Cyprus Undertakings for Collective Investments Transferable Securities (UCITS)

Undertakings for Collective Investment in Transferable Securities (UCITS) are investment funds that have been established and authorised under a harmonised European Union (EU) legal framework under which a UCITS established and authorised in one EU Member State can be sold cross border into other EU Member States without a requirement for an additional authorisation. This so-called “European passport” is central to the UCITS product and enables fund promoters to create a single product for the entire EU rather than having to establish an investment fund product on a jurisdiction by jurisdiction basis. 

Regulatory Authority and Laws in Force 
The Undertakings for Collective Investments in Transferable Securities Law 200(I)/2004 provides the legal framework for the registration, regulation and marketing of local and foreign funds in Cyprus. 

The administrative supervision of the implementation of the provisions of the Law has been assigned to the Cyprus Securities and Exchange Commission (“CySEC”). The CySEC shall supervise the operation of UCITS and Management Companies, as well as, to the extent that this Law applies to them. 

Legal Nature of UCITSs 
A UCITS shall be an undertaking the sole object of which is the collective investment in transferable securities and/or in other liquid financial assets from the public, and which operates on the principle of risk-spreading and the units of which are, at the request of holders, redeemed, directly or indirectly, out of this undertaking’s assets 

Distinction of UCITSs 
UCITS may be divided into sub-categories on the basis of terms, conditions and criteria, including their continued obligations concerning the structure of their assets in the various types of transferable securities or other liquid financial assets in which they invest; these terms, conditions and criteria, including their continued obligations, shall be defined by the CySEC. 

Legal Form of UCITSs 
A local UCITS can take one of the following legal forms: 
  • Mutual Funds; 
  • Variable Capital Investment Companies 
Mutual Funds 
The mutual fund is a pool of assets which may be comprised by transferable securities, money market instruments and cash in the form of bank deposits. The assets of the mutual fund belong to the unit holders of the fund and its operation is defined by a regulation. The fund is managed by a mutual fund management company. The assets of the mutual fund are kept under a custodian. The mutual fund has no legal personality and is represented by the management company in any case of dispute.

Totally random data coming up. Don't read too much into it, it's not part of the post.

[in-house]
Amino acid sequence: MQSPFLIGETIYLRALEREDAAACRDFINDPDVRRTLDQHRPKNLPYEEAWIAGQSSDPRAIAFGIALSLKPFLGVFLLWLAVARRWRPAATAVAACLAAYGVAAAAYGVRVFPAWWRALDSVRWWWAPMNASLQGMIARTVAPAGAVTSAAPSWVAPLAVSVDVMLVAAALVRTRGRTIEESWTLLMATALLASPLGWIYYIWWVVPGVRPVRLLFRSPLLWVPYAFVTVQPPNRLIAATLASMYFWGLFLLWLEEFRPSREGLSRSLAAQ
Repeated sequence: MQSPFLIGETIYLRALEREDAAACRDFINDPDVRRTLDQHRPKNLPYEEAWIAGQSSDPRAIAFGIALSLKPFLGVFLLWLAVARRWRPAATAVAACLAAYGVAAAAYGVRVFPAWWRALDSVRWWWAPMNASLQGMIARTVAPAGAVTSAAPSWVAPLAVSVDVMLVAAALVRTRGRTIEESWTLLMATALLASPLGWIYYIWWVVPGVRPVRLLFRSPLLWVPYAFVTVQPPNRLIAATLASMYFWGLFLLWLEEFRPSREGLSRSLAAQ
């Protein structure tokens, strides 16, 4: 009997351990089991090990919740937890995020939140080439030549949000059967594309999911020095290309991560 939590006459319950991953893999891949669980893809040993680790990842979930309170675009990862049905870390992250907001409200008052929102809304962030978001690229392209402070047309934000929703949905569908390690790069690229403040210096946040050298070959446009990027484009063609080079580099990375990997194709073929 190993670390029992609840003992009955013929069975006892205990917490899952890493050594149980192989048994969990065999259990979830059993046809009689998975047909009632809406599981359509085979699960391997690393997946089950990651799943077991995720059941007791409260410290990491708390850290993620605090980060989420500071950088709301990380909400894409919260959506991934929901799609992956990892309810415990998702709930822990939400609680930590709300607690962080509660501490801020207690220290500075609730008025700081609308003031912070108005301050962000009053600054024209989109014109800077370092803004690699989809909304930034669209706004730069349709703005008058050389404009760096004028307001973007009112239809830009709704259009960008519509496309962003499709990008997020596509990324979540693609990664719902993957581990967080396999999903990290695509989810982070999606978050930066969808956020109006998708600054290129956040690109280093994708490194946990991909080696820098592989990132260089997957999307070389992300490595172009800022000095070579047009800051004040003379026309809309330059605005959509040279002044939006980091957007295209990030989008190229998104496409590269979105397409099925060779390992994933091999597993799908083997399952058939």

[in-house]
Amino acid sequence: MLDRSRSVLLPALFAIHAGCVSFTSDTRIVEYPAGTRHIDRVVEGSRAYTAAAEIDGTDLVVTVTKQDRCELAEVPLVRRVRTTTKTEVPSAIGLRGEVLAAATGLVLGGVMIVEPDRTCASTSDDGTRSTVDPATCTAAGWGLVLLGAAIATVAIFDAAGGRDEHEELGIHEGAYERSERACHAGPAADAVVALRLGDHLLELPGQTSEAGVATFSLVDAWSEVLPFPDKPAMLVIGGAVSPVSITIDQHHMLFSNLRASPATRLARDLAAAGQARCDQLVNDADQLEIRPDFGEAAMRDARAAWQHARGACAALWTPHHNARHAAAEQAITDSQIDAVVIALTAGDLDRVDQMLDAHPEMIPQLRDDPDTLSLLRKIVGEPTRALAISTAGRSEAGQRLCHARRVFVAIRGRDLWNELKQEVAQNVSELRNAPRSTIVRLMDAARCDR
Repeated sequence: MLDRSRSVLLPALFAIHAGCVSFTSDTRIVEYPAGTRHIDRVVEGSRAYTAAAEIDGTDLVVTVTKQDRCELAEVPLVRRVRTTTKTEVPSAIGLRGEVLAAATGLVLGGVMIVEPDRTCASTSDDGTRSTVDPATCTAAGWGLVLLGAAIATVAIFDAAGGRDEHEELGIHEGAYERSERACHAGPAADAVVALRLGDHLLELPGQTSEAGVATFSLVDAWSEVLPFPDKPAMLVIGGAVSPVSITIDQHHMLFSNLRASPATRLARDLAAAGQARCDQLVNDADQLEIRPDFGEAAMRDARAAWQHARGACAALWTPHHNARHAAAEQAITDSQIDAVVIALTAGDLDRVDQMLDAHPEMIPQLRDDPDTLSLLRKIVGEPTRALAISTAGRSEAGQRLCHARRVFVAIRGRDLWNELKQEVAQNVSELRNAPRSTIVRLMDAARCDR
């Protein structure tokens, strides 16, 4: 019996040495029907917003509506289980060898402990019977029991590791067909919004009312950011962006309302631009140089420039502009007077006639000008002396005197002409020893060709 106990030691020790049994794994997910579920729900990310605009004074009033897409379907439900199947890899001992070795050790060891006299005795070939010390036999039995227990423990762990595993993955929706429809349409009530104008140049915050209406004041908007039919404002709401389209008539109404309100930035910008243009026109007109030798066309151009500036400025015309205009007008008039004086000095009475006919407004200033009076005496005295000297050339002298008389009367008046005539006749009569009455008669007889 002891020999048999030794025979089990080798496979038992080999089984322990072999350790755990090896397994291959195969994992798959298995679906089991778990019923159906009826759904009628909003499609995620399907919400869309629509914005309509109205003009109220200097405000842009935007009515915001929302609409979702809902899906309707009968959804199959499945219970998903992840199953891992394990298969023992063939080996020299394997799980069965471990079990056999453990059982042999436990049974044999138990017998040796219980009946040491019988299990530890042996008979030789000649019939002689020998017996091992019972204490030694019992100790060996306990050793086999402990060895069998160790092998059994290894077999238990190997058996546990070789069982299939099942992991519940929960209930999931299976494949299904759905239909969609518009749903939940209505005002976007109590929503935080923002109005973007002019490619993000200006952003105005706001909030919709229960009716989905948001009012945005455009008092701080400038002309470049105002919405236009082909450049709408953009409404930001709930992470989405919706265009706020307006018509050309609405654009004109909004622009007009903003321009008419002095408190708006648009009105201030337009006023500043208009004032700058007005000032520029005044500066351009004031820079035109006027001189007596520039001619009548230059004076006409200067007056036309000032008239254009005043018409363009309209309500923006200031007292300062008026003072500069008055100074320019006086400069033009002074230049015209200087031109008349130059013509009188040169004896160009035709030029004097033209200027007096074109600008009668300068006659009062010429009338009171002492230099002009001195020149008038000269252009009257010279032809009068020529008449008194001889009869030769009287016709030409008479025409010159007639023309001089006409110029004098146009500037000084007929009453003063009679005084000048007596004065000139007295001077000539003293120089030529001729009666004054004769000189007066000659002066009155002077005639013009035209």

Variable Capital Investment Companies 
Variable Capital Investment Companies are limited liability companies whose issued share capital is variable and equal to the value of the assets of the company after deduction of its liabilities. These companies have the exclusive purpose of investment of their pooled assets in transferable securities, money market instruments, and cash in the form of bank deposits. The company may manage its own assets but not the assets of other companies. The assets of the company are kept under a custodian. 

Supervision of UCITS in Cyprus 
To set up and operate either a Mutual Fund or a Variable Capital Investment Company in Cyprus the permission of the CySEC is required. Also the permission of the CySEC is required for all foreign UCITS that are based in another EU member state and wish to market their units or shares in Cyprus. 

Licensing 
UCITS to operate must have received in advance official authorization from the competent authorities of the Member State in which they are established or from the member state of origin. The authorization is a passport for all Member States. 

Time to the market 
The Management Company must be notified within two months from the submission of the application about the authorization or rejection of the application. If the Variable Capital Investment Company hasn’t designated a Management Company then the CySEC notify the relevant parties within six months from the submission of the application about the approval or rejection of the application. In both circumstances the CySEC must explain the reasons for the possible rejection. 

Reporting 
The Management Company for each Mutual Fund managed, and the Variable Capital Investment Company shall submit to CySEC and make available to the investors the following: 
  • A prospectus containing essential elements set by CySEC which must be kept up to date. 
  • An annual report for each financial year. 
  • A semi annual report (for the first six months of year). 
  • A summarized statement of assets and expenses at the end of the first, second and third quarter of the year. 
  • A summarized statement of assets and expenses by the end of the last quarter of the financial years which also must contain an additional profit and loss account and information about the profit-sharing throughout the year. 
  • Publication in the daily local press of the net value of the assets, the number of outstanding shares and the units’ net value and issue and redemption price. 
Transparency 
Investors must have the opportunity to watch easily the course of their investment, without having specialized knowledge. The regulation provides a series of informative papers to be available for investors such as the document named as “Basic information for investors”, and other information referred above to the reporting section that the Management Company or the Variable Capital Investment Company obliged to prepare. All these and especially the prospectus and the basic information for investors are presented precisely and in an easily understandable way in order to allow investors evaluating the company, determine whether they would redeem their shares or not, and assess their risks. Therefore, transparency for the real condition of the UCITS will be achieved. 

Assets Portfolio 
The assets must be held by a depositary independent of and distinct from the management company. Depositary services may be provided by either: 

  • Banks or co-operative credit institutions both: 
             a. licensed for the purpose by CySEC; 
             b. based in Cyprus or operating there through a branch. 
  • Cyprus companies authorised by CySEC which have provided adequate financial and professional guarantees. 
Safekeeping of the following can be delegated to an officially authorised depositary abroad: